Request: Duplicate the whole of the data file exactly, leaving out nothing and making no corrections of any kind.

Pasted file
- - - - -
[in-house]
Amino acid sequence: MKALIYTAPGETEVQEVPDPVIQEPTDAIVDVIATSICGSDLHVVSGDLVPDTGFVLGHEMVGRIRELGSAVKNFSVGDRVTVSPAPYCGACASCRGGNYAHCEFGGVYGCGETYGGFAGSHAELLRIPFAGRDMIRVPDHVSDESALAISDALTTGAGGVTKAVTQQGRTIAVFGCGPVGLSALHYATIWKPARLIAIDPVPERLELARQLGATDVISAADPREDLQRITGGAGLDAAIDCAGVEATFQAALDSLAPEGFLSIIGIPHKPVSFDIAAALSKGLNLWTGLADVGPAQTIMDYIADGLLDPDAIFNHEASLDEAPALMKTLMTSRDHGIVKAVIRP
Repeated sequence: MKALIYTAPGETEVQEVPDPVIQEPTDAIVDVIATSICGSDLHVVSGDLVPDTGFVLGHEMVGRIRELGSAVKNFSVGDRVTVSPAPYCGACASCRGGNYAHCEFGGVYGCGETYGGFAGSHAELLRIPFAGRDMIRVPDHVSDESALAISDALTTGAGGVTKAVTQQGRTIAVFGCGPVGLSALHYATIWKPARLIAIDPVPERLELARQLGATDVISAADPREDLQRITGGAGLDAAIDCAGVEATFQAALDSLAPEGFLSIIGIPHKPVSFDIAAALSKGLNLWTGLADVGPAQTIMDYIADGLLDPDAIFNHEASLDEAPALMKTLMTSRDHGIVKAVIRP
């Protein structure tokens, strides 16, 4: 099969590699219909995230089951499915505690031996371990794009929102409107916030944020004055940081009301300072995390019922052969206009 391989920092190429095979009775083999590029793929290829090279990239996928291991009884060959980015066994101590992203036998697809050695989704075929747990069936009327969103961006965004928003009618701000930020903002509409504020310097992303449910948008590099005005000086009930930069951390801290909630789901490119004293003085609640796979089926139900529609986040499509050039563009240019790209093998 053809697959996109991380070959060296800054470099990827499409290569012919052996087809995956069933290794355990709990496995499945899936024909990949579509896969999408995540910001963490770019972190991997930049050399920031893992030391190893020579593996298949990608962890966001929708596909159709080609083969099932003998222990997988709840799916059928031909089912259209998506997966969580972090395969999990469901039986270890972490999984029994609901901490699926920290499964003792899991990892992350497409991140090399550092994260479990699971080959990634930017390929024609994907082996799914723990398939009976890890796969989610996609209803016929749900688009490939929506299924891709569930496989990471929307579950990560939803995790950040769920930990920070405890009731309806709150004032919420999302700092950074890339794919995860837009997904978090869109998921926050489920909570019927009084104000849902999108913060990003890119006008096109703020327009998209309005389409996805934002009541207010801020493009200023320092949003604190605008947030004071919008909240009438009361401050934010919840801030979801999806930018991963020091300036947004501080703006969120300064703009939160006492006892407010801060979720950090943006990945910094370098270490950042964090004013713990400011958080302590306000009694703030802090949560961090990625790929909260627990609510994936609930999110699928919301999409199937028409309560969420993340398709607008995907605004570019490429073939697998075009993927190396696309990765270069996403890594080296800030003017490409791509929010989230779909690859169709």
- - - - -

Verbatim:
[in-house]
Amino acid sequence: MKALIYTAPGETEVQEVPDPVIQEPTDAIVDVIATSICGSDLHVVSGDLVPDTGFVLGHEMVGRIRELGSAVKNFSVGDRVTVSPAPYCGACASCRGGNYAHCEFGGVYGCGETYGGFAGSHAELLRIPFAGRDMIRVPDHVSDESALAISDALTTGAGGVTKAVTQQGRTIAVFGCGPVGLSALHYATIWKPARLIAIDPVPERLELARQLGATDVISAADPREDLQRITGGAGLDAAIDCAGVEATFQAALDSLAPEGFLSIIGIPHKPVSFDIAAALSKGLNLWTGLADVGPAQTIMDYIADGLLDPDAIFNHEASLDEAPALMKTLMTSRDHGIVKAVIRP
Repeated sequence: MKALIYTAPGETEVQEVPDPVIQEPTDAIVDVIATSICGSDLHVVSGDLVPDTGFVLGHEMVGRIRELGSAVKNFSVGDRVTVSPAPYCGACASCRGGNYAHCEFGGVYGCGETYGGFAGSHAELLRIPFAGRDMIRVPDHVSDESALAISDALTTGAGGVTKAVTQQGRTIAVFGCGPVGLSALHYATIWKPARLIAIDPVPERLELARQLGATDVISAADPREDLQRITGGAGLDAAIDCAGVEATFQAALDSLAPEGFLSIIGIPHKPVSFDIAAALSKGLNLWTGLADVGPAQTIMDYIADGLLDPDAIFNHEASLDEAPALMKTLMTSRDHGIVKAVIRP
């Protein structure tokens, strides 16, 4: 099969590699219909995230089951499915505690031996371990794009929102409107916030944020004055940081009301300072995390019922052969206009 391989920092190429095979009775083999590029793929290829090279990239996928291991009884060959980015066994101590992203036998697809050695989704075929747990069936009327969103961006965004928003009618701000930020903002509409504020310097992303449910948008590099005005000086009930930069951390801290909630789901490119004293003085609640796979089926139900529609986040499509050039563009240019790209093998 053809697959996109991380070959060296800054470099990827499409290569012919052996087809995956069933290794355990709990496995499945899936024909990949579509896969999408995540910001963490770019972190991997930049050399920031893992030391190893020579593996298949990608962890966001929708596909159709080609083969099932003998222990997988709840799916059928031909089912259209998506997966969580972090395969999990469901039986270890972490999984029994609901901490699926920290499964003792899991990892992350497409991140090399550092994260479990699971080959990634930017390929024609994907082996799914723990398939009976890890796969989610996609209803016929749900688009490939929506299924891709569930496989990471929307579950990560939803995790950040769920930990920070405890009731309806709150004032919420999302700092950074890339794919995860837009997904978090869109998921926050489920909570019927009084104000849902999108913060990003890119006008096109703020327009998209309005389409996805934002009541207010801020493009200023320092949003604190605008947030004071919008909240009438009361401050934010919840801030979801999806930018991963020091300036947004501080703006969120300064703009939160006492006892407010801060979720950090943006990945910094370098270490950042964090004013713990400011958080302590306000009694703030802090949560961090990625790929909260627990609510994936609930999110699928919301999409199937028409309560969420993340398709607008995907605004570019490429073939697998075009993927190396696309990765270069996403890594080296800030003017490409791509929010989230779909690859169709």